When the leaves are off the trees and the weather is cold, squirrel season becomes the art of the sniper.
Here are my tips to aid in your success while late season squirrel hunting.
In early season when the leaves are on the trees, squirrels are less wary of intrusion into their domain and less likely to be spooked by the quiet hunter. In late season, after facing other hunters, they have become educated. Also, the leaves that once hid the hunter are now gone.
This becomes the hunting game of the rifleman.
Hunters are wise to utilize full camouflage, including the use of face masks and gloves to mask their human presence. Moving ever so slowly, the hunter scans the tree tops with binoculars looking for that small part of the squirrel that might give them away. This may be a silhouette, a flickering tail, a tail blowing gently in the breeze, or its ever-present intensely black eyes.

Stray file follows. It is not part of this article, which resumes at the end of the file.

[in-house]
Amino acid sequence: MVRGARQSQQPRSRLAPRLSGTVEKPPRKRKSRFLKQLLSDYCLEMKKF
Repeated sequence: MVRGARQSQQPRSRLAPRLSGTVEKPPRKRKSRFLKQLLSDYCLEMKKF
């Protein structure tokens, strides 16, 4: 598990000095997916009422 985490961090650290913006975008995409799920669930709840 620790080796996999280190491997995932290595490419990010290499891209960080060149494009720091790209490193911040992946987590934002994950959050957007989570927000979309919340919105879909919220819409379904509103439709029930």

This is the hunt of the rifleman, as ranges are frequently more difficult than that of a shotgun’s capability. The Ruger model 10/22 is a reliable .22 long rifle chambered weapon that is very effective on quick, accurate shots at squirrels at quite a distance.
The .22 long rifle cartridge is accurate and damages the meat little, especially if you take head shots. Any small caliber rifle will work, and a scope will help you fire those accurate shots with ease.
Take a seat and become a stump. Find a large nut-bearing tree or a hollow tree and sit close enough to it to do your surveillance. Once the woods get quiet, the squirrels will start to travel again and you are bound to get a shot. Keep quiet, don’t move and be patient. Tiny black eyes are watching you from above!
Good luck and be sure all of your shots you take have a solid backing, such as a tree, to stop the bullet after it exits your squirrel.